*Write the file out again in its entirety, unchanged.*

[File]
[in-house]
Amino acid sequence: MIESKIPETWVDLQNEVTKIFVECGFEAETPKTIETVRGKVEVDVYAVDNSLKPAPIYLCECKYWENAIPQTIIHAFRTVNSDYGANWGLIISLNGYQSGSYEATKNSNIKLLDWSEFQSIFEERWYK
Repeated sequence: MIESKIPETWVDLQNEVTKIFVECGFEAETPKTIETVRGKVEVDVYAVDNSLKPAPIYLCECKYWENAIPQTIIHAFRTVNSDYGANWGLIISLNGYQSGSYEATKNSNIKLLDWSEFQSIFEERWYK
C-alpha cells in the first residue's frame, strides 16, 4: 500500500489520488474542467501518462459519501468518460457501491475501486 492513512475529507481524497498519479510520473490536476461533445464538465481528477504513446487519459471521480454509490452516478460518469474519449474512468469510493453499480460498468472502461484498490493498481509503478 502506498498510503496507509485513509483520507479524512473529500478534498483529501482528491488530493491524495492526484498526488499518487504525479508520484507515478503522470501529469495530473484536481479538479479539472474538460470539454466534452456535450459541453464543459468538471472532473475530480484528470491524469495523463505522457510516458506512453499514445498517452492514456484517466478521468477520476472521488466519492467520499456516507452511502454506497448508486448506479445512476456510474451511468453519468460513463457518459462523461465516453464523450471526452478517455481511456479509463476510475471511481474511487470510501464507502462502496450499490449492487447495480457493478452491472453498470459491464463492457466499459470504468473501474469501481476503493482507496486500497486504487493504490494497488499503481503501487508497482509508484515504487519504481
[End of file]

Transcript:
[in-house]
Amino acid sequence: MIESKIPETWVDLQNEVTKIFVECGFEAETPKTIETVRGKVEVDVYAVDNSLKPAPIYLCECKYWENAIPQTIIHAFRTVNSDYGANWGLIISLNGYQSGSYEATKNSNIKLLDWSEFQSIFEERWYK
Repeated sequence: MIESKIPETWVDLQNEVTKIFVECGFEAETPKTIETVRGKVEVDVYAVDNSLKPAPIYLCECKYWENAIPQTIIHAFRTVNSDYGANWGLIISLNGYQSGSYEATKNSNIKLLDWSEFQSIFEERWYK
C-alpha cells in the first residue's frame, strides 16, 4: 500500500489520488474542467501518462459519501468518460457501491475501486 492513512475529507481524497498519479510520473490536476461533445464538465481528477504513446487519459471521480454509490452516478460518469474519449474512468469510493453499480460498468472502461484498490493498481509503478 502506498498510503496507509485513509483520507479524512473529500478534498483529501482528491488530493491524495492526484498526488499518487504525479508520484507515478503522470501529469495530473484536481479538479479539472474538460470539454466534452456535450459541453464543459468538471472532473475530480484528470491524469495523463505522457510516458506512453499514445498517452492514456484517466478521468477520476472521488466519492467520499456516507452511502454506497448508486448506479445512476456510474451511468453519468460513463457518459462523461465516453464523450471526452478517455481511456479509463476510475471511481474511487470510501464507502462502496450499490449492487447495480457493478452491472453498470459491464463492457466499459470504468473501474469501481476503493482507496486500497486504487493504490494497488499503481503501487508497482509508484515504487519504481